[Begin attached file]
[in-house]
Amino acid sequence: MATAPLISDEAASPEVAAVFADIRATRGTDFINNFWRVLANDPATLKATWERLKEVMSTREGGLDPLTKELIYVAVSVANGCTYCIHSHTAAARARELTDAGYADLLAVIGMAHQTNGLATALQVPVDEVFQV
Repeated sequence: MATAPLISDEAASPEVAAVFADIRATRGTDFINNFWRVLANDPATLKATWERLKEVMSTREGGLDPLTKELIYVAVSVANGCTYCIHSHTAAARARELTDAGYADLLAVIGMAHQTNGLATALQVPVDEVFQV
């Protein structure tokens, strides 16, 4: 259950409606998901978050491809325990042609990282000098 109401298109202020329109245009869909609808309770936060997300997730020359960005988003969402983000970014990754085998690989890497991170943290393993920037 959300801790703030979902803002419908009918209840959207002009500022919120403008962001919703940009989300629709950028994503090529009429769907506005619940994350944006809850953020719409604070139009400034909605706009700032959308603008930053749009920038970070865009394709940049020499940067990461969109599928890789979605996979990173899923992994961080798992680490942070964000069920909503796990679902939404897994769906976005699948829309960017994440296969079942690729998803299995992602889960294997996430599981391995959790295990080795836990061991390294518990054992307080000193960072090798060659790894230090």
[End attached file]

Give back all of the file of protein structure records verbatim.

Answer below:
[in-house]
Amino acid sequence: MATAPLISDEAASPEVAAVFADIRATRGTDFINNFWRVLANDPATLKATWERLKEVMSTREGGLDPLTKELIYVAVSVANGCTYCIHSHTAAARARELTDAGYADLLAVIGMAHQTNGLATALQVPVDEVFQV
Repeated sequence: MATAPLISDEAASPEVAAVFADIRATRGTDFINNFWRVLANDPATLKATWERLKEVMSTREGGLDPLTKELIYVAVSVANGCTYCIHSHTAAARARELTDAGYADLLAVIGMAHQTNGLATALQVPVDEVFQV
């Protein structure tokens, strides 16, 4: 259950409606998901978050491809325990042609990282000098 109401298109202020329109245009869909609808309770936060997300997730020359960005988003969402983000970014990754085998690989890497991170943290393993920037 959300801790703030979902803002419908009918209840959207002009500022919120403008962001919703940009989300629709950028994503090529009429769907506005619940994350944006809850953020719409604070139009400034909605706009700032959308603008930053749009920038970070865009394709940049020499940067990461969109599928890789979605996979990173899923992994961080798992680490942070964000069920909503796990679902939404897994769906976005699948829309960017994440296969079942690729998803299995992602889960294997996430599981391995959790295990080795836990061991390294518990054992307080000193960072090798060659790894230090």